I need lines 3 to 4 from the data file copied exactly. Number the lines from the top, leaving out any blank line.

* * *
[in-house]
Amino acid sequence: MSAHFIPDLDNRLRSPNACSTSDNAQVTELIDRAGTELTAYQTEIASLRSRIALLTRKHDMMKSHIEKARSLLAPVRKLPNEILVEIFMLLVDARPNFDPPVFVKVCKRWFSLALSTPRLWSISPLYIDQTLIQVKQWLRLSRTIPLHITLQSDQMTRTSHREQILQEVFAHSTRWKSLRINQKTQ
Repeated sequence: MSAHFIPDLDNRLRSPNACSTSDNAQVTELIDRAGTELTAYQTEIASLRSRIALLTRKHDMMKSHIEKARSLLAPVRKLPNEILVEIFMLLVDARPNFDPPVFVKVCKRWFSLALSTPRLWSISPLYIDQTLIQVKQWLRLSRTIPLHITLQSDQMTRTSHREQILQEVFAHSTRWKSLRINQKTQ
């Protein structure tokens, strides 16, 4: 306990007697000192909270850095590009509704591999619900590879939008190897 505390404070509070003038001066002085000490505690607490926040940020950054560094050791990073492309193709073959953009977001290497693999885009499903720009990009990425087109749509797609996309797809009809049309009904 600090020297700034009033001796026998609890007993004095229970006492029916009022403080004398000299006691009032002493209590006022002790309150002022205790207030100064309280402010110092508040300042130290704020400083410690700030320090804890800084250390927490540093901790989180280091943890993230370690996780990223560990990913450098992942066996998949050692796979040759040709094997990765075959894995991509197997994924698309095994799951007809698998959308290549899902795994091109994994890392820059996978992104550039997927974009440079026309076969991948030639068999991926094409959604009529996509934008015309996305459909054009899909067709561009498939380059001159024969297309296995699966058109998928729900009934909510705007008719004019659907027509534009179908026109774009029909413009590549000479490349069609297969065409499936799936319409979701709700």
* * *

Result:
Repeated sequence: MSAHFIPDLDNRLRSPNACSTSDNAQVTELIDRAGTELTAYQTEIASLRSRIALLTRKHDMMKSHIEKARSLLAPVRKLPNEILVEIFMLLVDARPNFDPPVFVKVCKRWFSLALSTPRLWSISPLYIDQTLIQVKQWLRLSRTIPLHITLQSDQMTRTSHREQILQEVFAHSTRWKSLRINQKTQ
């Protein structure tokens, strides 16, 4: 306990007697000192909270850095590009509704591999619900590879939008190897 505390404070509070003038001066002085000490505690607490926040940020950054560094050791990073492309193709073959953009977001290497693999885009499903720009990009990425087109749509797609996309797809009809049309009904 600090020297700034009033001796026998609890007993004095229970006492029916009022403080004398000299006691009032002493209590006022002790309150002022205790207030100064309280402010110092508040300042130290704020400083410690700030320090804890800084250390927490540093901790989180280091943890993230370690996780990223560990990913450098992942066996998949050692796979040759040709094997990765075959894995991509197997994924698309095994799951007809698998959308290549899902795994091109994994890392820059996978992104550039997927974009440079026309076969991948030639068999991926094409959604009529996509934008015309996305459909054009899909067709561009498939380059001159024969297309296995699966058109998928729900009934909510705007008719004019659907027509534009179908026109774009029909413009590549000479490349069609297969065409499936799936319409979701709700």